3200-3300'/sec with 100 grn bullets and over 3000'/sec with 115-120's IME. I eventually shot the barrel out of my first one using it on prarie dogs on windy days. I am now on my 2nd and not too awfully far off from putting a new custom barrel on it. Both that I've had so far have been factory barrels, but neither one has failed to shoot very very good with some load development.

    I've always loved the 25-06 because it's fast and doesn't kick hard. It will easily handle any deer or antelope out to 600 yds maybe even 700 with the 115 Berger or 115 Ballistic Tip or some of the 117-120 grn bullets..........Assuming broadside lung or heart shots of course.

    If we've gotta shoot quick at medium ranges (between 200 and 400 yds), there's no need for a rangefinder or to dial the scope with the proper sight in. It's a "hold on hair" deer rifle out to about 400 yds with the heavies and a hold on hair to 400 on coyotes with the varmint weight bullets...........Both cases require a 250-300 yd sight in at my elevation.

    IMO, as far as factory rifles with factory twist rates go, it is one of the original LR antelope and varmint cartridges.
     
  5. dbrow6272

    dbrow6272 Member

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    I have a Remington Model 700 25-06 I bought at a pawn shop for cheap. It has a BSA Contender Scope on it now which I plan to upgrade. I would like to shoot 1000 yards with it, is this doable? What type of optics would be recommended for this task? I also plan to reload for it in the future so I can kind of dial in a load for long distance. I live in Minnesota so it will just be target shooting, bench rest.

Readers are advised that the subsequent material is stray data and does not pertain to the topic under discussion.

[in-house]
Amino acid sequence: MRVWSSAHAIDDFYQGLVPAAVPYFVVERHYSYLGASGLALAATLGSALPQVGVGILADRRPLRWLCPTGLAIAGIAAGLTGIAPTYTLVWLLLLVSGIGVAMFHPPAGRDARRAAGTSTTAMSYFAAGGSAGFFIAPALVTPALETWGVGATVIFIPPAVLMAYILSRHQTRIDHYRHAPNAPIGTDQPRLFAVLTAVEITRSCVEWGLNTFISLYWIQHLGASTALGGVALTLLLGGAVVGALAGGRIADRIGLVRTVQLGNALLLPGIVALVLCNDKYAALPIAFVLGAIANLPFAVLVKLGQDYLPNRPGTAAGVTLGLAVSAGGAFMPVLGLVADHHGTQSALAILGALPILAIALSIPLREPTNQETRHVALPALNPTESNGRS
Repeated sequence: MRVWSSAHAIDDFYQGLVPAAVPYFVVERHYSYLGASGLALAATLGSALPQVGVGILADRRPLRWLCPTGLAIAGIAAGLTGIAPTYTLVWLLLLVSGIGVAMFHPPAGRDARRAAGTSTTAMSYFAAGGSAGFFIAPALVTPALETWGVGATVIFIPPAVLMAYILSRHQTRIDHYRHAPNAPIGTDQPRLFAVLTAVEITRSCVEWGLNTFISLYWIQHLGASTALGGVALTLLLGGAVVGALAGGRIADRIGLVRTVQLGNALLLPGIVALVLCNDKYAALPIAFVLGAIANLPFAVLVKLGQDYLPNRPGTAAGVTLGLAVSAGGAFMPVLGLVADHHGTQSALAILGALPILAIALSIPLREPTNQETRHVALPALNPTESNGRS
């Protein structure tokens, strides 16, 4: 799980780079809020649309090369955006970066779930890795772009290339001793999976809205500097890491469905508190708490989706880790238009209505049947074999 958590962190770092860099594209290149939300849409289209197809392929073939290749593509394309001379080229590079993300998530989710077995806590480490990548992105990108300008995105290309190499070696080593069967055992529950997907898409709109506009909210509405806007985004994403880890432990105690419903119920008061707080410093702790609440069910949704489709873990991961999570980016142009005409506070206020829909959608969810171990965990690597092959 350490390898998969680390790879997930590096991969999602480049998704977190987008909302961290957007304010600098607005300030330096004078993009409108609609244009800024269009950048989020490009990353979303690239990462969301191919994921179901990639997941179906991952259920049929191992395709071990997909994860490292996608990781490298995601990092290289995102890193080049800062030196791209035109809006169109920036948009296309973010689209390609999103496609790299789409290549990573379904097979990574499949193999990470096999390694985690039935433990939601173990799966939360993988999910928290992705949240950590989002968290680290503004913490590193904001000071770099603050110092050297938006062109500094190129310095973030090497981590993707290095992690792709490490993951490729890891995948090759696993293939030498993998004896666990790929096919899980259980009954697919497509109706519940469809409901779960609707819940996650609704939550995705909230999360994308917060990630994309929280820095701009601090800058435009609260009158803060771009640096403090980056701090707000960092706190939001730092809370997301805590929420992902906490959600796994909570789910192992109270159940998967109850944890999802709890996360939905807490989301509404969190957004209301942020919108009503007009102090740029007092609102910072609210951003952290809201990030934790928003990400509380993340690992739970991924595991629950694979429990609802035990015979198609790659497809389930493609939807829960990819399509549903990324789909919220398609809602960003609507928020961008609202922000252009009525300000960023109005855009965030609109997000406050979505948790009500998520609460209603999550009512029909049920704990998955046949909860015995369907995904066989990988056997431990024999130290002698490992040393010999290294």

Glad I found this forum, some interesting points here.
     
  6. 257WTBY

    257WTBY Well-Known Member

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    25-06 is a great round with in it limits. Would i shoot a big critter at 1000 yds with it NO. It smokes medium game tho. I am a huge 25 cal fan i own loads of 25 cal's. My wife hunts with a 25 WSSM my oldest uses a tikka in 25-06 the youngest is shooting a youth 243 to get the short action and smaller rifle for her. I even own a 256 win mag for my contender that i shoot rock chucks with. I shot a antelope in montana about 10 yrs ago with one of my 25-06's at a ranged 598 yds. He dropped like someone cut his legs off and it was with a off the shelf 20+ yr old ruger model 77. After that hunt i started hunting with my 257 WTBY soley and love it i have killed lots of deer with it. I think personally if u work up a load and shoot steel with it i think it will work out to 1000 yds in given conditions u will have way more drift to account for in the wind then u would with a 230gr berger out of a 30 cal. Take ur time enjoy what u have and learn learn learn. Let us know how it works out for u.